I was preparing for call with a senior executive client and found an article about retirement and passing along knowledge and maintaining motivation. In an earlier post I gave statistics on the baby boomer population and the impact their retirement will have on industries worldwide. This post continues along that vein about capturing wisdom, in two forms; Explicit and tacit.
Explicit: clearly stated and in detail, leaving no room for confusion or doubt. Explicit knowledge is certainly a form we use and expect when teaching. It is important and directive and strategic, but using only the explicit approach can leave out the personal experience and creativity that makes one unique.
Tacit: understood or implied without being stated. Tacit knowledge refers to experiences, stories, and creative solutions. How do you convey these to others?
Out the mouth of babes comes courage and imagination. Sitting at a small dinner party with a group of friends, the only child (10 yrs. old) wanted to interview an adult at the table. He began with a simple and innocent question;”What was your most embarrassing moment?” Then he asked everyone to go around the table and offer a question to that person being interviewed. The questions were loose and expressive ranging from; ” your first movie – leisure time activities – and an influential person in your life.” This captured the unique and tacit qualities of the person being interviewed. The things behind the personality. The experiences that mold each of us and give all of us character. The bonus is, those asking the questions raised the bar with each inquiry to go a little deeper.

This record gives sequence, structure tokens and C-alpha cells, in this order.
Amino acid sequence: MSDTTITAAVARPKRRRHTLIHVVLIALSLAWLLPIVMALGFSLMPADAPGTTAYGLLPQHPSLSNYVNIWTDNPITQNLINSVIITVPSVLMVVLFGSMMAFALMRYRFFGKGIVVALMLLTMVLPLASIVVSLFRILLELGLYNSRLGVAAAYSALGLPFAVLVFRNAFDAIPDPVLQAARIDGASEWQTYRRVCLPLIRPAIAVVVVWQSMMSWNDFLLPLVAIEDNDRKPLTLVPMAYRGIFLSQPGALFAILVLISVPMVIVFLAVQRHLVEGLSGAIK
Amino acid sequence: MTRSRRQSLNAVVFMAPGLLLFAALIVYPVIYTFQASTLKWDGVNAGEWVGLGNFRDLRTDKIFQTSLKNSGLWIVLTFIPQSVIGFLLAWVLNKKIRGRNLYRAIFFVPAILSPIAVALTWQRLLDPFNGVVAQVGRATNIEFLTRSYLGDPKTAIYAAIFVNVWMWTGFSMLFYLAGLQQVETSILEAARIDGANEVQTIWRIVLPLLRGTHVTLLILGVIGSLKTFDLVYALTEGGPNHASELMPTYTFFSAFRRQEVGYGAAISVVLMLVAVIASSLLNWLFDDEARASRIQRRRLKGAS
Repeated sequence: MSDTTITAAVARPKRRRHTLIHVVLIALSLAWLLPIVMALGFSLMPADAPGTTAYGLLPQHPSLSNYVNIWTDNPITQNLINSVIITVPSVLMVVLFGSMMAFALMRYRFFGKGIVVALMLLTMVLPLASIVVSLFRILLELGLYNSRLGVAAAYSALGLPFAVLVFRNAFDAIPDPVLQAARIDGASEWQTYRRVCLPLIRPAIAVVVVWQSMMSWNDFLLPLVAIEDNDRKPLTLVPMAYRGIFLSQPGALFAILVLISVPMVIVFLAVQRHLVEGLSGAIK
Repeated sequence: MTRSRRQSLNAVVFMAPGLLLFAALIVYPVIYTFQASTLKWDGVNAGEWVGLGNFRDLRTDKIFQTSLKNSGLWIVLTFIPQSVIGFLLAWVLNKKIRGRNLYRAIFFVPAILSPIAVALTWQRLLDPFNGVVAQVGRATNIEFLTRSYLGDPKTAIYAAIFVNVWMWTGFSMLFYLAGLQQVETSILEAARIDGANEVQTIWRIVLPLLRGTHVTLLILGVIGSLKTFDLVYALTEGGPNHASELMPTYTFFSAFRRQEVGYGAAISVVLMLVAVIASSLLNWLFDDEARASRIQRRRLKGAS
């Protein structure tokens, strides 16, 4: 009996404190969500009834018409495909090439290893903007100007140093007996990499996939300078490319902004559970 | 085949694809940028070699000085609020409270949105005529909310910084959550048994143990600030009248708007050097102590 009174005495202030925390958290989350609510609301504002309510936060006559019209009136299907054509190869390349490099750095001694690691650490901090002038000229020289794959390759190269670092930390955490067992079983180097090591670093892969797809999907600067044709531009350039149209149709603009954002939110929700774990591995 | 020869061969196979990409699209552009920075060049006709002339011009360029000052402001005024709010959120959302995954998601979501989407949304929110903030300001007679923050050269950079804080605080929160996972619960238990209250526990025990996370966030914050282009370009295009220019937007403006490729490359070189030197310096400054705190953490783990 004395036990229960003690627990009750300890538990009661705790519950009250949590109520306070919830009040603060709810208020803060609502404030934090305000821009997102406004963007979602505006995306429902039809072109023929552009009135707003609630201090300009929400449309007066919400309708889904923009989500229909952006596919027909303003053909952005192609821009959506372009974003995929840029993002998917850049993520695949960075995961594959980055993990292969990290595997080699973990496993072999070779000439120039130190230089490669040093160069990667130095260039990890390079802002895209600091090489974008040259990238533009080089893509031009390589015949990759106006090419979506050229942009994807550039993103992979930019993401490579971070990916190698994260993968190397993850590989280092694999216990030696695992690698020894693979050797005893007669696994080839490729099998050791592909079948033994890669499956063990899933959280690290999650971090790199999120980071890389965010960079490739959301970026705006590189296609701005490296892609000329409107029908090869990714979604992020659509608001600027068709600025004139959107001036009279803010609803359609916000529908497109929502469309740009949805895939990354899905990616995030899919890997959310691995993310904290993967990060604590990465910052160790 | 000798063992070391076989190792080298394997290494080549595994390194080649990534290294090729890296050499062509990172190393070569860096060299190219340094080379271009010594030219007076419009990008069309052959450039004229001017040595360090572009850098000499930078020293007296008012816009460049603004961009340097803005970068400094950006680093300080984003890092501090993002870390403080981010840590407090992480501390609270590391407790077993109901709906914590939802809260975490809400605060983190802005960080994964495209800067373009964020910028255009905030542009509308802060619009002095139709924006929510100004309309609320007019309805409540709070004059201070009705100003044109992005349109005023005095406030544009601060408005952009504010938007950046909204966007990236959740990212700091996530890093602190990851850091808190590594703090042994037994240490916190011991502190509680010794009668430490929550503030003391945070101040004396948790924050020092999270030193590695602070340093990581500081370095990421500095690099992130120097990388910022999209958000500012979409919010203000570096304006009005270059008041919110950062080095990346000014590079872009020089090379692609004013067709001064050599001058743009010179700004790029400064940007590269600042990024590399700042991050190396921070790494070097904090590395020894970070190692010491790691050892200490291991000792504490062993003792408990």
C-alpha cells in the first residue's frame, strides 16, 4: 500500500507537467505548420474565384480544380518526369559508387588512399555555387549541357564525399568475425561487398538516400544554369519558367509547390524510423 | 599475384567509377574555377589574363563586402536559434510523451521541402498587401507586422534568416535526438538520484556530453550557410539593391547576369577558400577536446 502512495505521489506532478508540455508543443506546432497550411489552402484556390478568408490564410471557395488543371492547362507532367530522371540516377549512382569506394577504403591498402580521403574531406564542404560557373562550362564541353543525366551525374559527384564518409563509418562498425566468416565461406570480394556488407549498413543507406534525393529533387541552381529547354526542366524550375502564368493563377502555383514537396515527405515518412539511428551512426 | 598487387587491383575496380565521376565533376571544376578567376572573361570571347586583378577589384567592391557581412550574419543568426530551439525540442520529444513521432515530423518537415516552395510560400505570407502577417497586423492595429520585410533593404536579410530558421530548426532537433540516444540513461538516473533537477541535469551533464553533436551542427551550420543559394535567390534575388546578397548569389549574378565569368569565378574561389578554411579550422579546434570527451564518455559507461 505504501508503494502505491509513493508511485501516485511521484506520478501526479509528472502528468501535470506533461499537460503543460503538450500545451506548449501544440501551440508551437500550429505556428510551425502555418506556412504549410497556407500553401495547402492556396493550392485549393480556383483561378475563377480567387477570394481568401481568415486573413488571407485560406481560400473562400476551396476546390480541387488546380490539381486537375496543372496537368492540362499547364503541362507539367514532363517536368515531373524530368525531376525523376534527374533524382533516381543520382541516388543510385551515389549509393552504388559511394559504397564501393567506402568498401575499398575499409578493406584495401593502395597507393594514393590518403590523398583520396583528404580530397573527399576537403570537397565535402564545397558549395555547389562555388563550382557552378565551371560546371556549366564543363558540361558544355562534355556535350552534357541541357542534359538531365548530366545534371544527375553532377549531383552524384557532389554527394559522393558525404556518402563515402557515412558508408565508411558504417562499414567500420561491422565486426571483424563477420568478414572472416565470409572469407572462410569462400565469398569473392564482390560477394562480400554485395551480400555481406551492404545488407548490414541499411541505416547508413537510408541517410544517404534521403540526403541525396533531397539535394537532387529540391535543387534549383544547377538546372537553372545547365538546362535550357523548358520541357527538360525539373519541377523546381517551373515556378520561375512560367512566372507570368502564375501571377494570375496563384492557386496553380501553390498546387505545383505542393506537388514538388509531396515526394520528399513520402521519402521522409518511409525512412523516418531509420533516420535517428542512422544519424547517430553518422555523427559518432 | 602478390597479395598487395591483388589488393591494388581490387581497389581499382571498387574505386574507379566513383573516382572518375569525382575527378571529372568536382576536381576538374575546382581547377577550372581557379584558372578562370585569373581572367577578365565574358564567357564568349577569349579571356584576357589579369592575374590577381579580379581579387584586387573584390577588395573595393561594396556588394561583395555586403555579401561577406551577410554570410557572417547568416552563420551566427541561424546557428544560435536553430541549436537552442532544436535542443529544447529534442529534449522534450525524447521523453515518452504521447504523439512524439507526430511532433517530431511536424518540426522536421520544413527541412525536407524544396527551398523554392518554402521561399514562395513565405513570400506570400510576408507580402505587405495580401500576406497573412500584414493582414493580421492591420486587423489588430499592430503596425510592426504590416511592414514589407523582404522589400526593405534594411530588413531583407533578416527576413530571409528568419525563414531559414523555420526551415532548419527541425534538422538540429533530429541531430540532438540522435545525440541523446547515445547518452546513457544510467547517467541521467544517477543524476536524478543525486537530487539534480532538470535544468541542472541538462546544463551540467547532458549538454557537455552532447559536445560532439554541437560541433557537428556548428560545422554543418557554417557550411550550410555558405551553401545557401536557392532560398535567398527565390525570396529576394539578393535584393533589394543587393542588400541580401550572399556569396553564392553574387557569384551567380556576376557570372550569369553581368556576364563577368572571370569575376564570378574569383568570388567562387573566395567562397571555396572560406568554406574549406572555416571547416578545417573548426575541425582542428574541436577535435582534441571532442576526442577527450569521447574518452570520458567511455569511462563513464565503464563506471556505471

So, try this sand box exercise out with those you are mentoring. Ask them, as a group, to interview you and mine for the inner wisdom and tacit knowledge that offers such great value.